Range and endurance are other key characteristics of any aircraft. Some observers have raised concerns about existing platforms’ combat radius.

“One of the hits on fighters is you spend a lot of time going to the tanker because of range” limitations, Carlisle said.

The CSBA report said the Navy’s FA-XX is expected to emphasize range and speed. Future naval aircraft might need to provide offensive counter-air support from carriers that are located as far as 1,000 to 1,200 nautical miles away from enemy missile launchers, the authors said.

Another CSBA report commissioned by Congress and published earlier this year titled, “An Air Force for an Era of Great Power Competition,” said the service needs a penetrating counter-air platform that has greater range, endurance and payload capacity than contemporary fighters. Such a plane must be capable of conducting electronic warfare attacks to help suppress threats and enable other penetrating aircraft to survive and perform their missions.

A future system or family of systems “has to be able to have the legs to persist in that environment for long as we need it to persist,” Goldfein said.

It must also have the ability to punish U.S. adversaries with its firepower, he noted. The service is pursuing a next-gen air-to-air weapon, as well as highly maneuverable hypersonic strike missiles.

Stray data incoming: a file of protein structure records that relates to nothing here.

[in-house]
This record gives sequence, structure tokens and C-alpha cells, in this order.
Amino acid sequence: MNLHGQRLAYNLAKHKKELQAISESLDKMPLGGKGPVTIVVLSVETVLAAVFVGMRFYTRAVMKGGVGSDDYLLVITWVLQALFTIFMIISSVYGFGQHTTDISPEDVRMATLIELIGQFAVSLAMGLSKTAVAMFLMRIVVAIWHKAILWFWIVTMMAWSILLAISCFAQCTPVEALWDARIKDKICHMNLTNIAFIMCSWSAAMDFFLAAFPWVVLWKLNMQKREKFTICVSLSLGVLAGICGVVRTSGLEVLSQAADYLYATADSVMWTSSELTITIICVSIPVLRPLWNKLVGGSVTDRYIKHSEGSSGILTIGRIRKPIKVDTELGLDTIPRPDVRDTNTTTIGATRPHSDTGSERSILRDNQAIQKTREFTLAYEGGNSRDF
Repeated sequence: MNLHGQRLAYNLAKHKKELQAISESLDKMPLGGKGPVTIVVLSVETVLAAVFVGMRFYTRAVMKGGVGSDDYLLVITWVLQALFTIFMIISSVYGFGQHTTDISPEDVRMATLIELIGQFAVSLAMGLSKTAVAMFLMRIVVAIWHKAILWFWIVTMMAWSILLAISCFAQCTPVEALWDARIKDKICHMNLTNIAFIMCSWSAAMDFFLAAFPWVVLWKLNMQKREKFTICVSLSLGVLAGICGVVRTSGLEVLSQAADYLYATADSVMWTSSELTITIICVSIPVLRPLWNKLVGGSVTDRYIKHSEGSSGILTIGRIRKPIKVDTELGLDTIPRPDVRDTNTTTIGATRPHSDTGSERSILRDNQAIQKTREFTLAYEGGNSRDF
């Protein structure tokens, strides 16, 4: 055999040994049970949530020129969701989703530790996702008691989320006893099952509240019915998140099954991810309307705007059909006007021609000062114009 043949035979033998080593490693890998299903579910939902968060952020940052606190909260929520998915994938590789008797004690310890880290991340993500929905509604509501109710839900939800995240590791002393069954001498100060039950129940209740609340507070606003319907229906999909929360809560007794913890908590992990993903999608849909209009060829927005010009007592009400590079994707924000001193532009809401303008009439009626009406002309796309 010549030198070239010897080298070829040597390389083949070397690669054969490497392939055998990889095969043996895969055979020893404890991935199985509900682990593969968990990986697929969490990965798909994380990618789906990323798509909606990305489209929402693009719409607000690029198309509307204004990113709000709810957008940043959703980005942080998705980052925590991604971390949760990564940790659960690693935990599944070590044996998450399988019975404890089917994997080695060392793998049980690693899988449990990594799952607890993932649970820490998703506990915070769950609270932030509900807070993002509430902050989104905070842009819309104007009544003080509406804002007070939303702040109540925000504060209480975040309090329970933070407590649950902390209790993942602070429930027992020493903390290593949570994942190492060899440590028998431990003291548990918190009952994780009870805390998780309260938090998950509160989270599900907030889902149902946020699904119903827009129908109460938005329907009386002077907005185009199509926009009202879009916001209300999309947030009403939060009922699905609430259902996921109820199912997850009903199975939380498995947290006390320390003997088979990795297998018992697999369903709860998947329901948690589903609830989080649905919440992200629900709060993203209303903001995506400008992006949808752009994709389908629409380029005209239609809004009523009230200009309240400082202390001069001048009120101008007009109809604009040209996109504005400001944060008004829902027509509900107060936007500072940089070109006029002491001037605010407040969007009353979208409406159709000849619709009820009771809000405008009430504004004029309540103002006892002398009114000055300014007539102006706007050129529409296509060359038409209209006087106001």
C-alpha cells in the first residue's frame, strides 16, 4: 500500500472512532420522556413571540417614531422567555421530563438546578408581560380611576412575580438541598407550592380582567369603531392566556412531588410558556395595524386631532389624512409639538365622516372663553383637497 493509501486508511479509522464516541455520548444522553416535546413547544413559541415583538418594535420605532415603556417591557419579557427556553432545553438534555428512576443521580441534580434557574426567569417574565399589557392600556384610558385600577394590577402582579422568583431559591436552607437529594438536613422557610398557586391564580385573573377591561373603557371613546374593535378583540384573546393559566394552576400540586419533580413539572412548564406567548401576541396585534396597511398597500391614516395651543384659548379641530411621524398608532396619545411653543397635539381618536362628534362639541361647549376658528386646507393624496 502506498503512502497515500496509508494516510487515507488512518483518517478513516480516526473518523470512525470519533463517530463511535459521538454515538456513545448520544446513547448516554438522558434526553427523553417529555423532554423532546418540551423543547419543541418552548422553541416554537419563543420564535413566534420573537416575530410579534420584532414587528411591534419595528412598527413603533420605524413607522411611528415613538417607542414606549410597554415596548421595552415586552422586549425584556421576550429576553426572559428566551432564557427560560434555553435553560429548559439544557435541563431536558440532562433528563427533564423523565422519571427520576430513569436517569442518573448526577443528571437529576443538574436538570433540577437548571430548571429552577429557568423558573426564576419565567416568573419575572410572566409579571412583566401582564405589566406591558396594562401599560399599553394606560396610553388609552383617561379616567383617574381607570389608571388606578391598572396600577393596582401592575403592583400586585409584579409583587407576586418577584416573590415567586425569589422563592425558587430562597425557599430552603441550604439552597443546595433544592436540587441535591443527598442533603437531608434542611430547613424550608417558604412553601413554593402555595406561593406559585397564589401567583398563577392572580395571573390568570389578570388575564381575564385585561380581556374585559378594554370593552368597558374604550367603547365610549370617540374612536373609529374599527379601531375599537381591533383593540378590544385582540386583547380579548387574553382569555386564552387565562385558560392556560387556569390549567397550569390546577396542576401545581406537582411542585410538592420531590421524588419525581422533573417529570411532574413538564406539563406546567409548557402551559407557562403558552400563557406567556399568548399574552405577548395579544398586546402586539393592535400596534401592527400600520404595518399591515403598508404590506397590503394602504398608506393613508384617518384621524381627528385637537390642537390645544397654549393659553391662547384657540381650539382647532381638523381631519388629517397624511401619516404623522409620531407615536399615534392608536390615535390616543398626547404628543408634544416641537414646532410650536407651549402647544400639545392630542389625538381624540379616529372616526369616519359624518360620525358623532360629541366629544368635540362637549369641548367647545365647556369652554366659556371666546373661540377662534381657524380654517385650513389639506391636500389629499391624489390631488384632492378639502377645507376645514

“You can make a missile pretty low-observable,” Carlisle said. “Now you look at a hypersonic missile that’s doing Mach 5, Mach 8, Mach 12, … even if the adversary knows it’s there as it passes through a weapons envelope so quickly, their ability to react and do something is very limited.”

Meanwhile, MBDA is planning to create a new series of smart missiles that could be networked with other systems. The multinational company is part of the Tempest and FCAS teams, and it intends to develop technologies for both systems.

“We want to build synergies between those programs … in the weapon set,” Dupont said.

Nations must also decide if they want their next-generation fighters to be manned, unmanned or optionally manned.

Unmanned systems can operate without the limitations of the human pilot, such as fatigue and being able to handle G forces, Carlisle noted. They also keep airmen out of harm’s way. However, officials still see value in having a human in the loop to make decisions.